This week we are featuring Jamie Williams (@geogjim) amazing Ti Esatto. Jamie is one of our Instagram followers and tagged his build with the #tituesdayswithkona hashtag, like a lot of the Ti bike owners we seem to be coming across, his 7.4kg Lynskey built Esatto is a work of art. It’s just dripping in carbon, the bottle cages, the seat post and seat rails, the cranks, the rear mech, the brake levers and lastly the fork are all straight from the future (at least there is still room to upgrade right?). But i’m guessing you’re here to see the bike, not read a boring intro. Here it is, Jamie’s full photo-set (make sure your sitting down for this one), complete with his background to the entire build as well as his thoughts on the ride itself.
I’ve lived in France now for 14 years and was first introduced to road biking by my Father in law who gave me a beautiful 1984 Steel Pinarello Treviso in mint condition when he retired from the road at the age 72. Ever since then I have been bitten by the French religion of cycling. I am lucky enough to live between the Jura mountains and the Alps which means beautiful cycling is on my doorstep and when I have the time I take full advantage of it.
After doing a few sportives including the Marmotte, the idea of sharing the roads with thousands of other cyclists quickly wore off. Now, with a friend, I organize an annual ‘pilgrimage’ in the first week of June. In 2014 we were headed to the Pyrenees, a week with no computer, no e-mails and with cols like the Aspin, Tourmalet and the Peyresourde to keep us busy. The goal was coast to coast across the Pyrenees in 7 days.
All the other trips had been completed on a full carbon frame and I had felt every bump of the ‘Haute Route’ (Geneva to Nice) across the Alps last year so was looking for something more gentile to go with my ever increasing age!
I had first owned a Kona in 1992 when I started to mountain bike, my Lava Dome is still being ridden today by a friend in the UK. I had also been impressed with the Kona Cyclocross I purchased a few few years ago as my winter commuter and trainer. I had been in regular contact with my local Kona shop who had been a great help and support for an annual charity ride around Lake Leman. When I heard that there was now a relationship with Lynsky and that titanium road frames were going to feature in their selection I jumped at the chance as the first batch had just arrived in Europe.
I had never had the opportunity to build a bike from scratch and with help from the shop the project was realized just a day before I left for the Pyrenees. Everything in my head told me not to take on 800kms, 20000m of climbing on the roads of rural France on an untested bike. But despite my trepidation the bike was packed and within 24 hours was in Argeles sur Mer on the Mediterranean coast.
The first thing you notice riding Titanium is how it smooths every bump in the road but remaining more responsive than Steel. The geometry was also strange after being used to a full race bred Colnago. The Headtube being slightly longer in combination with a shorter top tube meant that I was less fatigued at the end of each day. At no time during the 7 days did I get the usual neck and shoulder ache. However there was a lot of climbing and descending to come.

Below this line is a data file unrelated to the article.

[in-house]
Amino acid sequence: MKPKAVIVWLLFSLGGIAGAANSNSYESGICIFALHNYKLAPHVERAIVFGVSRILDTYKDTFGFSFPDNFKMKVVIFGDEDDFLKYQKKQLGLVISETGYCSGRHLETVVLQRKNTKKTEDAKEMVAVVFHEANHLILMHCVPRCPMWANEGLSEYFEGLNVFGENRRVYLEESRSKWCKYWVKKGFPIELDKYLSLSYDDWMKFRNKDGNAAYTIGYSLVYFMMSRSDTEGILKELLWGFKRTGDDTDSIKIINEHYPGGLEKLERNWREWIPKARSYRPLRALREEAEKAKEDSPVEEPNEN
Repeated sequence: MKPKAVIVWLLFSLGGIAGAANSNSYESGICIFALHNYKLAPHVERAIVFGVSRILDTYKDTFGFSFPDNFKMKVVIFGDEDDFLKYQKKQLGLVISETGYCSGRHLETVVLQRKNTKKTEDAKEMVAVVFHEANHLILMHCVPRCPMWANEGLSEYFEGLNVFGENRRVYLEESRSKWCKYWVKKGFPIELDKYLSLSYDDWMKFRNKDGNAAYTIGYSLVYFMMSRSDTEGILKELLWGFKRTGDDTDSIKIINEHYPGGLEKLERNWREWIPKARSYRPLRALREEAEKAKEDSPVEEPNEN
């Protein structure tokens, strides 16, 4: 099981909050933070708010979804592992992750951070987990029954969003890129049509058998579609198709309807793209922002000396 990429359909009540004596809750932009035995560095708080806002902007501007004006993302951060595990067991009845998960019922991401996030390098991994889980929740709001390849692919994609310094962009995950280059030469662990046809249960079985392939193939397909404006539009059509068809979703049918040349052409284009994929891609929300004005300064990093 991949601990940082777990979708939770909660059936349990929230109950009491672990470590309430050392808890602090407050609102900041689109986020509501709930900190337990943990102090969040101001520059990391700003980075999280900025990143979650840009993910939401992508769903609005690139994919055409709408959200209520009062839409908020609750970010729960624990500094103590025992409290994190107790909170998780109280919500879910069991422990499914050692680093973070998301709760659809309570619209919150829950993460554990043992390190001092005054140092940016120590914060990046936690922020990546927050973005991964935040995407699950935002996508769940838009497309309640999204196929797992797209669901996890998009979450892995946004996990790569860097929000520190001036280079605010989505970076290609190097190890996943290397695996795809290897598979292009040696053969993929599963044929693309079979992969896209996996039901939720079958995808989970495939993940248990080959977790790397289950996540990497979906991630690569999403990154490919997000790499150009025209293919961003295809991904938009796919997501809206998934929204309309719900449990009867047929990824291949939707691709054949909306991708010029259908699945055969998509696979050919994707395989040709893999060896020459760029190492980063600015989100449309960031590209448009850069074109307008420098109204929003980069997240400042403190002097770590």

Day 5 was going to be the main test, the Tourmalet, Soulor and Aubisque over 120 kms and 3000m of climbing. The Tourmalet is legendary, famous for it’s ‘Assassins etape’ in the 1910 Tour de France and after the first few kilometres sits at a steady 9 to 10%. The descent and climb between the Soulor and the Aubisque has to be the most stunning scenery in the the whole of France! I wondered if the choice of Ti over Carbon was going to be the wrong one.
Once on the road in Sainte Marie de Campan the legs warmed up and I settled into a steady pace. The bike responded beautifully, I was never going to out sprint anyone, but then I spent more time with my head up looking at the stunning surroundings, this is why I brought a Titanium bike. On long climbs I had been prone to getting pins and needles in my left leg, even after bike fittings. This was the first climb that I noticed I wasn’t having to get out of the saddle to relieve this.
As for the descent, the back side of the Tourmalet is a delight! A mixture of tight hairpins and long sections of straight where you can see well ahead. I wondered if the extra space between the fork and wheel to enable mudguards to be fitted would result in a nightmare when on fast and gnarly descents, this assumption proved to be unfounded. On hairpins she stuck to the road like glue, on the straights I registered 83 km/h and the sensation was as smooth as silk! You know you have made the a good choice when you have a smile from ear to ear at the end of a long descent!
Two days later we arrived on the Atlantic coast in Guethary after some brutal Pay de Basque cols (short but hitting 19 to 20% in places). Celebrating with ‘pressions’, a cigar and eating yet more duck. It had been an amazing trip, so had I chosen the right bike?
The Esatto changed the whole experience of this trip. I had not spent the ride constantly looking a few metres ahead of my front wheel but enjoyed some of the most spectacular wild scenery France has to offer. I did not fear every bump and pot hole that rural France threw at me and I did not get off the bike feeling battered and bruised at the end of everyday. I had wanted a mile munching machine that would feel like riding on silk yet still descend like a beast. I got what I wanted, confident to this day that I had made the right choice.